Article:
If you have children and can remember when you were getting ready to bring your first- born home from the hospital, a nurse might have shown you how to take a blanket and swaddle your baby. You were told that this keeps the baby from flaying their arms and legs; calms them down and makes it easier for you to lay the baby on his/her back for sleep. Keeping a baby tucked in a blanket seems to help keep the baby calm.

In a time when our entire society seems to be flaying, a pandemic, racial unrest, financial burdens, a lot of people find themselves riddled with anxiety. Our lives are filled with the unknown and so many of our question have no answers. Oh, to go back to the days of being swaddled. There are some things that can be done that borrow from the idea of the swaddling blanket.

For clients who are filled with anxiety, I will sometimes tell them about weighted blankets. The blankets are designed to weigh 10percent of a person’s body weight. The equal distribution of the pressure across the body has a calming effect on the nervous system. How does this work?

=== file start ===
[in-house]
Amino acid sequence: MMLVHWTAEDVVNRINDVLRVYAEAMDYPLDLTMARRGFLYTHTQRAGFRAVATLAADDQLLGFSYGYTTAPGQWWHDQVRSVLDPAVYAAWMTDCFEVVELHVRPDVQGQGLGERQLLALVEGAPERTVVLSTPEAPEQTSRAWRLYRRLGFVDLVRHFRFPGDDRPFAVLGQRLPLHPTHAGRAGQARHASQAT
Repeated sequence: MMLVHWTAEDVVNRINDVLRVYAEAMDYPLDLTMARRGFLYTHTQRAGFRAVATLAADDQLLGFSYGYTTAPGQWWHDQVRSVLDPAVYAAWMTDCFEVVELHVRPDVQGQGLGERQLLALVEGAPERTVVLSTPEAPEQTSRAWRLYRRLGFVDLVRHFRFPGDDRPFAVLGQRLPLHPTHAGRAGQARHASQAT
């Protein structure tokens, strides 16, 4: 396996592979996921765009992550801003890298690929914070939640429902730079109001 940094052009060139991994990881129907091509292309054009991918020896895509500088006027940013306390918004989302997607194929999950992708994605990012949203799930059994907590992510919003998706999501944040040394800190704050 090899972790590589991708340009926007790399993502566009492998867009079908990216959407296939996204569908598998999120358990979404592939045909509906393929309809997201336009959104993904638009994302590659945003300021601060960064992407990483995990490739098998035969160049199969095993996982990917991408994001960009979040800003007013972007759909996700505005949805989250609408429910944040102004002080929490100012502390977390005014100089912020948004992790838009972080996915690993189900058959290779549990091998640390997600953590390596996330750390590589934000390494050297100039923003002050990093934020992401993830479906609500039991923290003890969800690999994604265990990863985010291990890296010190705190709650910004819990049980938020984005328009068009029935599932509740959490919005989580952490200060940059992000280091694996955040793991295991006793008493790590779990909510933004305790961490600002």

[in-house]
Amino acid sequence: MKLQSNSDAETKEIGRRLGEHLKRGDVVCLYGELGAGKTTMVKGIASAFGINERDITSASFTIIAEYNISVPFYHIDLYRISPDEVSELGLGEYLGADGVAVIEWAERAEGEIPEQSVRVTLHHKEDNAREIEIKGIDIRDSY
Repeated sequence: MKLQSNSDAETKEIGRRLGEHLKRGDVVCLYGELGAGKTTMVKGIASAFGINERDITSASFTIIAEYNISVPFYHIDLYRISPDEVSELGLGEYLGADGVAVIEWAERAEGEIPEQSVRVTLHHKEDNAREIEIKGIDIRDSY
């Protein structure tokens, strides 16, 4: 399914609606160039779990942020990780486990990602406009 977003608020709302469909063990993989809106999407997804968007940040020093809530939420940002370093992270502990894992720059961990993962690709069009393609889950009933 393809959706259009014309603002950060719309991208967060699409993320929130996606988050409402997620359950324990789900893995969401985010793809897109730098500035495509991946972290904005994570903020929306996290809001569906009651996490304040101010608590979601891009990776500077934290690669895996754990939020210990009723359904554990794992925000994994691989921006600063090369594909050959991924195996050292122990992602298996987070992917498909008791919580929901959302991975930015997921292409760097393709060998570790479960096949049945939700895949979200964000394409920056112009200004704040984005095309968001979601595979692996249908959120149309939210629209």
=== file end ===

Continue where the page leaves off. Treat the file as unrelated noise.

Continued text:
First some science. The autonomic nervous system is divided in to two groups: first, the sympathetic nervous system that controls the “flight and fight” impulses when the body perceives danger and second the parasympathetic nervous system that calms those impulses down. When the body is feeling anxiety because of perceived danger the sympathetic nervous system is activated. Using a tool such as a weighted blanket activates the parasympathetic nervous system that can calm the heart rate and blood pressure and creates an equilibrium between the two systems.

When working with anxiety clients, I am always looking for activities or techniques that can help activate the parasympathetic nervous system. Deep breaths are one of the essential tools. If you have ever been overtly anxious about something and someone said, “Breathe. Just breathe.” You know what I am talking about. It is a physiological truth if someone is hyperventilating and you can get them to breath slow regular breaths the body will calm itself.

Taking the idea of deep breath and deep touch I have come up with another calming technique that is called the “Hand on Heart” deep breathing exercise. First, I have the client put one hand on their sternum and then place their other hand on top of it. Hugging the elbows into the body, I then have the client take a deep breath through the nose and a slow exhale through the mouth. I have the client do this 4 times asking them to inhale deeper and exhale slower each time. Words can be said for the inhale and exhale such as…”I breath in peace and exhale worry.” Or “I am safe (inhale) and no one can harm me. (exhale)”

Calming techniques won’t cure a pandemic or give us peace in our streets but can calm your heart rate and ease your anxiety.